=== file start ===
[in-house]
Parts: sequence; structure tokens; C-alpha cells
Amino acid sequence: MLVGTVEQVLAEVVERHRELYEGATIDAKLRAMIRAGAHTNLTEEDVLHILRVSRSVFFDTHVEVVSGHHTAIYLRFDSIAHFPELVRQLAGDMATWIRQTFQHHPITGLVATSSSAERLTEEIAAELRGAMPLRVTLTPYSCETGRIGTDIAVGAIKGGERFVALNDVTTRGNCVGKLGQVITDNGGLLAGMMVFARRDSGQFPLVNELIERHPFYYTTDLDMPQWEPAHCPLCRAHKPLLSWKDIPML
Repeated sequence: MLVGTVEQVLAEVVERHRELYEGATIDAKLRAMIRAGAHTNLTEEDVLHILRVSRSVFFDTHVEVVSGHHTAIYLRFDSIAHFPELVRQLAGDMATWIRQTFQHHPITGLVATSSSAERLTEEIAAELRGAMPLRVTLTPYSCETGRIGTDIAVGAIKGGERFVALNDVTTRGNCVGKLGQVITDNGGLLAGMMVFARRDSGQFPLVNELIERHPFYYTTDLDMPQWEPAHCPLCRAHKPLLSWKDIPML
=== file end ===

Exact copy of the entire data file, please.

[in-house]
Parts: sequence; structure tokens; C-alpha cells
Amino acid sequence: MLVGTVEQVLAEVVERHRELYEGATIDAKLRAMIRAGAHTNLTEEDVLHILRVSRSVFFDTHVEVVSGHHTAIYLRFDSIAHFPELVRQLAGDMATWIRQTFQHHPITGLVATSSSAERLTEEIAAELRGAMPLRVTLTPYSCETGRIGTDIAVGAIKGGERFVALNDVTTRGNCVGKLGQVITDNGGLLAGMMVFARRDSGQFPLVNELIERHPFYYTTDLDMPQWEPAHCPLCRAHKPLLSWKDIPML
Repeated sequence: MLVGTVEQVLAEVVERHRELYEGATIDAKLRAMIRAGAHTNLTEEDVLHILRVSRSVFFDTHVEVVSGHHTAIYLRFDSIAHFPELVRQLAGDMATWIRQTFQHHPITGLVATSSSAERLTEEIAAELRGAMPLRVTLTPYSCETGRIGTDIAVGAIKGGERFVALNDVTTRGNCVGKLGQVITDNGGLLAGMMVFARRDSGQFPLVNELIERHPFYYTTDLDMPQWEPAHCPLCRAHKPLLSWKDIPML